Now that Nokuthula Ngwenyama is about to receive her master’s in theological studies, she feels less sure about her goals than when she started the program.
An up-and-coming viola soloist, Ngwenyama came to the Divinity School to explore the relationship between music and spirituality, between the role of the performer and the role of the religious leader.
“I came in with so much more direction,” she laughs. “Now that I’m leaving, I’m just flailing.”
Her uncertainty doesn’t seem to worry her, though, perhaps because she has had so much experience creating harmony and purpose from apparently disparate elements.
Consider the circumstances of her birth and upbringing. Her father is a member of the Ndebele tribe of Zimbabwe (it was he who gave her her African name), and her mother is Japanese. The couple lived in South Central L.A., but divorced when Ngwenyama was 3. She was subsequently adopted by a family friend, a white single mother who lived in Pacific Palisades – about 30 minutes from Los Angeles on the Santa Monica Freeway, but a world away.
Ngwenyama knew early on that she wanted to be a musician. The knowledge came to her as a revelation the first time she heard her adopted brother rehearse with his school orchestra. She started on piano, then switched to violin. Then at the age of 12 she had another revelation. She was listening to a recording and the sound of a viola captivated her.
It took her a week to find out what the instrument was, but as soon as she did, she knew she had to play it. Her violin teacher didn’t want her to make the transition, but she persisted and eventually her passion for the instrument won out.
Compared with the violin, the viola is rarely featured as a solo instrument. The literature for the viola is much smaller and less well-known, but this hasn’t stopped Ngwenyama. Since she started playing professionally while still a teenager, critics have described her as “a stunning young soloist,” “a risk-taker,” and “brilliantly expressive,” with “effortless technique and a thoroughly satisfying tone.”
Why would a young musician who is starting to get herself noticed in a highly competitive field decide to enter graduate school in a seemingly unrelated subject, adding the pressures of papers and exams to the pressures of a performing career?
“If you think only about your career and not about personal enhancement,” she says, “you end up missing all the fun. People get on one-track lives and they don’t consider other things that might influence their development.”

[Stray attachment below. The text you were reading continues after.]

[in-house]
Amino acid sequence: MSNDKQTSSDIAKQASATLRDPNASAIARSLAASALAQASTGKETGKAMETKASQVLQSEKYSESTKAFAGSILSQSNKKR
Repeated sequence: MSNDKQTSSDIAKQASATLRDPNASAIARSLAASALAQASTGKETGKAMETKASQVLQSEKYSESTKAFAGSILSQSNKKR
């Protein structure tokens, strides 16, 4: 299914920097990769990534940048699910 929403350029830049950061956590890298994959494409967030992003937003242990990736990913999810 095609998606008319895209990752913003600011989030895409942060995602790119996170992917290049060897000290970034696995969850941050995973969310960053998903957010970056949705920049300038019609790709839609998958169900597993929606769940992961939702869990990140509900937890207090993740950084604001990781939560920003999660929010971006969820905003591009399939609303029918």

Ngwenyama describes herself as being in a minority among her Div School peers in that she does not practice a specific religion.
“I’m more of an explorer. I think that music provides a lot for me that faith might provide.”
As a Divinity School student, Ngwenyama decided to specialize in world religions outside the Judeo-Christian tradition. This has allowed her to explore the twin traditions that are united in her own family tree – those of Japan and Africa.
As she begins to speak of her investigations into Buddhism, Shintoism, and the religions of Africa, Ngwenyama’s eyes glow with excitement. It doesn’t take much coaxing for her to launch into a précis of a research paper she completed recently, a study of the Lemba people of Southern Africa and their mysterious ties to Judaism. In the midst of enumerating various theories, she interrupts herself with a laugh.
“You can tell this is just fresh off the keys,” she says, her slim fingers fluttering above an imaginary computer keyboard.
Ngwenyama hasn’t let graduate school interrupt her performing career, although juggling the two has sometimes involved “some tribulation.” On the other hand, the two occasionally fit together quite comfortably. Often Ngwenyama would bring her class reading to concerts and peruse it backstage after her performance was over.
“It’s a really nice time,” she says. “You’re relaxed because the concert is over, but you’re still buzzed, so your brain is still working and you tend to retain the information.”
Whatever the circumstances, music seems to serve Ngwenyama as a kind of magic spell, bringing healing and harmony to the most difficult situations.
This turned out to be the case when she went to Zimbabwe after giving a concert in South Africa and visited her Ndebele relatives for the first time. Standing in the midst of people to whom she was related by blood but whose language she could not understand, she took out her viola and played a Bach prelude for them. They seemed polite and attentive but unmoved. Seeking something more upbeat, she tore into the fourth movement of Hindemith’s solo viola sonata. They loved the piece, some of them shouting with enthusiasm, and Ngwenyama’s playing brought tears to her grandmother’s eyes.
In the aftermath of Sept. 11, Ngwenyama found that her music could bring peace and solace to herself and others.
“When I heard the news, it just seemed as if the world had gone crazy. I couldn’t deal with what was going on. All I could do was play Bach.”
Ngwenyama took part in a vigil at the Divinity School, adding the music of her viola to the roster of students and faculty who tried to find meaning in what had happened.
“People at the Div School tried to come together, to keep the community open and friendly and pluralistic. It was good to be part of that.”
Now that graduation is at hand, Ngwenyama plans a vacation in Nova Scotia filled with reading and playing purely for pleasure and relaxation. Then she will move to Phoenix, where she and her boyfriend, a classical guitarist, will work on a CD of duets.
She says she still has to figure out just how her studies at Harvard have enhanced her music and her life, but she has no doubt that the effect has been positive.
“Education opens up worlds to you.”